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Hunt 32CC

Our Boat Test of the Hunt 32CC.
Hunt 32CC
Price $269000.00


Year 2015
LOA 32'1"
Beam 10'6"
Draft 2'1" (to props)
Fuel Capacity (in Gallons) 235


Water Capacity (in Gallons) 25
Standard Power 2/250-hp Yamaha gasoline outboards
Optional Power 2/300-hp or 2/350-hp Yamaha gasoline outboards; 1/380-hp Volvo Penta gasoline stern drive; 1/370-hp Volvo Penta diesel stern drive
Displacement 9,000 lb.

Salty & Sophisticated

The new Hunt 32CC is as at home at the yacht club as she is on the fishing grounds.

I’ve always believed that there’s a common misperception about center-console boats, or as they’re frequently called, “center-console fishing boats.” Whatever you term them, most people consider these boats to be designed primarily for fishing. However I think a more common attraction is performance.

Center-console boats, whether used for fishing or not, are the sports cars of the boating world. The fact that they’re small, light, agile, and above all, designed to go fast and handle well is just as much a part of their DNA as their ability to raise, store, and transport fish. Whatever draws a boater to a center console, performance is almost always part of the attraction, which is why the vast majority have outboards—big outboards.

Hunt 32CC

Check out a video of the Hunt 32CC in action ▶

Fact is, center consoles are hands down the most versatile vessels on the water. Most can catch fish but virtually all are great platforms for day cruising, diving, waterskiing—even occasional overnighting. And they are almost without exception a blast to run.

Based on an afternoon aboard their 32CC, I think the folks at Hunt Yachts have come to the same conclusion. Hunt has never been particularly big in center consoles, in large part because their traditional constituency has been the northeast, where vessels with cuddy cabins and inboard power are revered. Indeed, prior to the introduction of the 32, Hunt had just one center console in its lineup, the 26CC.

The fact that standard power for the 32CC is twin 250-horsepower Yamahas (with two 300s or 350s as options) is telling. Yes, a single gasoline or diesel stern drive from Volvo Penta can be fitted, but from the moment you step aboard this boat, you get the feeling she was designed for outboards.

Despite a dearth of outboard-powered models, Hunt enjoys a large and growing constituency in the south, where center console boats are wildly popular. Its success is largely attributable to a reputation for good sea boats, and the 32CC is clearly aimed to build on that reputation. But this is in no way an all-out fishboat. One look at that big, circular settee in the bow and you know that blood-and-guts anglers need not apply. Moreover, there is no circulating livewell in the transom, nor a fishbox that would accommodate anything of tournament size. But occasional weekend warriors will find this boat up to the job, thanks to plenty of insulated compartments for drinks or bait, an overboard-draining insole compartment (sans macerator), and even a nifty compartment under the starboard bow seat that has a second entrance so you can slide a fully rigged fishing rod into it. Freeboard is properly modest, although you won’t be hauling in any bloody bluefish forward where they’d soil that comfy cushion.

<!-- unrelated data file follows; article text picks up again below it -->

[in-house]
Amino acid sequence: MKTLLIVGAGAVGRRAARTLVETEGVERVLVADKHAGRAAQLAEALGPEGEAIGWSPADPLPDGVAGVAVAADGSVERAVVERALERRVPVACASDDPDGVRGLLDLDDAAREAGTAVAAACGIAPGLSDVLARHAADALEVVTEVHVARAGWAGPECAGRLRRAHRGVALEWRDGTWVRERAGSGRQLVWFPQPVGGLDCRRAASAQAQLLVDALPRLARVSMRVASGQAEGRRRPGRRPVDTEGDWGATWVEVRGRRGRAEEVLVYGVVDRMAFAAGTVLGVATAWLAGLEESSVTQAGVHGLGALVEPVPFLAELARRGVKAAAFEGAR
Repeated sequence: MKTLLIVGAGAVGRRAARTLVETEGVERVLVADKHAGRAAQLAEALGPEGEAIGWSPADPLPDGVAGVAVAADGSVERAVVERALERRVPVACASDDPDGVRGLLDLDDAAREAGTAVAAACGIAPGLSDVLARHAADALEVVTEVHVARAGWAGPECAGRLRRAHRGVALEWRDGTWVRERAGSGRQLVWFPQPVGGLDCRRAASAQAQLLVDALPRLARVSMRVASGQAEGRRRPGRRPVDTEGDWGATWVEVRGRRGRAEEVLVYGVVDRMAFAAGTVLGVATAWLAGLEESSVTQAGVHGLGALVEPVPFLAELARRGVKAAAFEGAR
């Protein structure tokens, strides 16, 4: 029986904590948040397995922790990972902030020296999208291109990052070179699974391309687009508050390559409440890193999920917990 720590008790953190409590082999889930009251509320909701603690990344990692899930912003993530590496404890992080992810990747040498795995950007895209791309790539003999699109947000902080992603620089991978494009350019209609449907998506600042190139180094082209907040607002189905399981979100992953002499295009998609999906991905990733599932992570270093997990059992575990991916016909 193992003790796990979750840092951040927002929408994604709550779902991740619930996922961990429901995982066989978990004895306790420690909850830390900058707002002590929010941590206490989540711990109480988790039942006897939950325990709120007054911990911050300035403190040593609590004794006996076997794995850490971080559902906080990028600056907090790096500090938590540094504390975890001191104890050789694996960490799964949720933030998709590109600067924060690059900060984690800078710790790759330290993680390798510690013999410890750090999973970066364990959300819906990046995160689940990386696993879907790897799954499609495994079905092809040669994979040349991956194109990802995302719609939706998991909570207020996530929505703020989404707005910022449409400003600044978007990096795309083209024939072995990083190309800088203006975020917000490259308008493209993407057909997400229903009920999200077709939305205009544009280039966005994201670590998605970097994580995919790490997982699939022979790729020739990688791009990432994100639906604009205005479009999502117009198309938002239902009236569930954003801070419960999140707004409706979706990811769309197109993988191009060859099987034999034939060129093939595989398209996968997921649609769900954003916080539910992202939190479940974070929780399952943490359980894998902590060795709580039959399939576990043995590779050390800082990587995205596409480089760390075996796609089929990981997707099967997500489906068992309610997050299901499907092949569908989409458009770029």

Hunt will be the first to tell you they never intended the 32 to compete with the Regulators of the world, at least in terms of fishability.

Hunt promotes the 32CC as “salty and sweet” but I think “salty and sophisticated” would say it better. This is a boat you won’t mind getting a little dirty, but which will fit in perfectly at the yacht club.

It’s clear that one of the design goals for the 32CC was comfort, the helm seat being a case in point. It provides seating for two, yet when things get sporty, the bases flip up to create an eminently workable leaning post, complete with side bolsters that provide lateral support at the expense of a quick exit when someone yells, “Fish on!” The leaning post is available in two flavors: There’s an entertaining version with electric grill, drawers, and cabinet stowage, while the fishing version comes with a 30-gallon livewell, sink, tackle and bait stations, drawers, and knife stowage. Note, however, that all this is predicated on your ordering the outboard option. If you opt for one of the single stern drives, the engine will occupy the lower half of this module, substantially limiting available space.